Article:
In a case before the world court at the Hague in the Netherlands on Tuesday, both countries presented their arguments before a 16-member jury.
Costa Rica opened the day by accusing Nicaragua of endangering the stability and peace that exists between the two neighboring countries, while urging the court to rule to remove Nicaraguan troops from their “illegitimate” occupation of the Isla Calero. The Costa Rican contingent, which consists of Foreign Minister René Castro, Edgar Ugalde, Costa Rican lawyers Arnoldo Brenes and Sergio Ugalde, and court-appointed lawyers Marcelo Cohen and James Crawford, also urged the court to rule to cease the “imminent and irreparable environmental damage” caused by Nicaragua in the border region.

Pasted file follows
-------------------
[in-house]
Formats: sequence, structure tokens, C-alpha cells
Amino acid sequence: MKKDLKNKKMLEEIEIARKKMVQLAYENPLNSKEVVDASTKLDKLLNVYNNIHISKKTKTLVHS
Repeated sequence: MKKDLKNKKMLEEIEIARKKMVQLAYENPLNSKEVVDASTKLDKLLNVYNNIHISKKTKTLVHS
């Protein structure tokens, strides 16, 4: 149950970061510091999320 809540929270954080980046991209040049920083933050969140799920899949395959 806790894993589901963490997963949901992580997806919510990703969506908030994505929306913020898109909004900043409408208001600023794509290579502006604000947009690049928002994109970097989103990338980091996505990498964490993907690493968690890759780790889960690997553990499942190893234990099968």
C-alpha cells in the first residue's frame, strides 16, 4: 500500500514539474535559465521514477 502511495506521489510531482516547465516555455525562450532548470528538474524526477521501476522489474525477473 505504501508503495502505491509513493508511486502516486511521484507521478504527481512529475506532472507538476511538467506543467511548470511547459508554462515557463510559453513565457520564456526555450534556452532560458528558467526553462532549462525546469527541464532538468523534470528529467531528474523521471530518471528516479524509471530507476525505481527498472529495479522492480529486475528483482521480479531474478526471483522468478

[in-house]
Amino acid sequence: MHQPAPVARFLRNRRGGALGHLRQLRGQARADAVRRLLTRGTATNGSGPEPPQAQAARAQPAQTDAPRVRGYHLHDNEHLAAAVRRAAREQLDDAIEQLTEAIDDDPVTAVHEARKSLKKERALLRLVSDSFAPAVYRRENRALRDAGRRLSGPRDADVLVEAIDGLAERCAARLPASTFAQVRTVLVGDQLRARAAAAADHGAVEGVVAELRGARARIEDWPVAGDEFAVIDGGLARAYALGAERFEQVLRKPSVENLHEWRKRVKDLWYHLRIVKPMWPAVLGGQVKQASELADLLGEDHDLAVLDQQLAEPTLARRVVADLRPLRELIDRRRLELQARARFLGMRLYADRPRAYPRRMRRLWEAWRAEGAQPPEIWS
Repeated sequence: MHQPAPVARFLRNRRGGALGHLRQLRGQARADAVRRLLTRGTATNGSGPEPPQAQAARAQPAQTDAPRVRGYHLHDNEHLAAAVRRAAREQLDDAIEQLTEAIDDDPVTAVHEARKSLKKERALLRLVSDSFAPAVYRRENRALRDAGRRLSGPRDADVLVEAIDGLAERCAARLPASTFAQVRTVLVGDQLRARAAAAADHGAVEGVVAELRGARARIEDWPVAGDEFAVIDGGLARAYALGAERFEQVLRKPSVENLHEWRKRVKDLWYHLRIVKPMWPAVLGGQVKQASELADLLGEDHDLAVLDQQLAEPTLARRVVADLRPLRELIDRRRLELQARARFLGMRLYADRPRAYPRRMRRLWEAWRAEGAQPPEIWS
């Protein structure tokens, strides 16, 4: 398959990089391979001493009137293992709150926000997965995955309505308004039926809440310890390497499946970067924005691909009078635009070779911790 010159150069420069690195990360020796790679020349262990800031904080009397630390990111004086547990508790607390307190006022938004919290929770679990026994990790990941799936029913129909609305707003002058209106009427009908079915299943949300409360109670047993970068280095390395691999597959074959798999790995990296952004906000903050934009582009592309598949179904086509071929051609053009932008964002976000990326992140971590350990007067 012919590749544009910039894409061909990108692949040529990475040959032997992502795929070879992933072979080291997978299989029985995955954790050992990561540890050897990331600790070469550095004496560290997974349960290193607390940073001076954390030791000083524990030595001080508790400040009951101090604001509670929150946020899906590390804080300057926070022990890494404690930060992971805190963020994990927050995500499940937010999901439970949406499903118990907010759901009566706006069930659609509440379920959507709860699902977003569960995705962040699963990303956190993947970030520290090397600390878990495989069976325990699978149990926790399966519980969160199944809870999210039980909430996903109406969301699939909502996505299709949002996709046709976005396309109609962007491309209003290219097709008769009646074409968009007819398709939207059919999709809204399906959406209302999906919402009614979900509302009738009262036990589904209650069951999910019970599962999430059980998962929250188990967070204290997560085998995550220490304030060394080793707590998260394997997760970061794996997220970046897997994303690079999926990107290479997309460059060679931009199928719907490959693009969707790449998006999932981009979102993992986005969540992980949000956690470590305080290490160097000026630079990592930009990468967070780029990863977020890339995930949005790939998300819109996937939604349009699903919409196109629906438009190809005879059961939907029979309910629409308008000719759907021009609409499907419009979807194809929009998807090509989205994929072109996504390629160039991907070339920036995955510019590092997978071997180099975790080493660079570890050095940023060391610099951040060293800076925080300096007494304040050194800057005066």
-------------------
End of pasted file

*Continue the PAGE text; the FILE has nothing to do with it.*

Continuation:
In the afternoon, Nicaragua presented its case before the jury, claiming that Costa Rica “creates a dispute” every time Nicaragua begins work on the Río San Juan. Carlos Argüello, the Nicaragua’s representative before the court, also attempted to discredit the claims that Nicaragua “invaded” Costa Rican territory by arguing that the dispute was caused by a lack of well-defined borders.
In a video conference after the proceedings on Tuesday, Castro said he felt very confident about the Costa Rican presentation to the court on the first day of the three-day hearings.
“We have put all our arguments out there,” he said. “There has been irrefutable damage done to Costa Rican territory and we feel the court has heard our argument. Our presentation is very consistent, as it has been since this issue began.”
Castro’s comments were followed by words from President Laura Chinchilla, who addressed the press on Tuesday afternoon.
“We are very pleased with the results of the proceedings this morning and the case presented by Costa Rica at The Hague,” she said. “The more the world knows about this situation, the more the world will favor Costa Rica.”
For more coverage of the Costa Rica-Nicaragua case at the world court, see the Jan. 14 print edition of The Tico Times.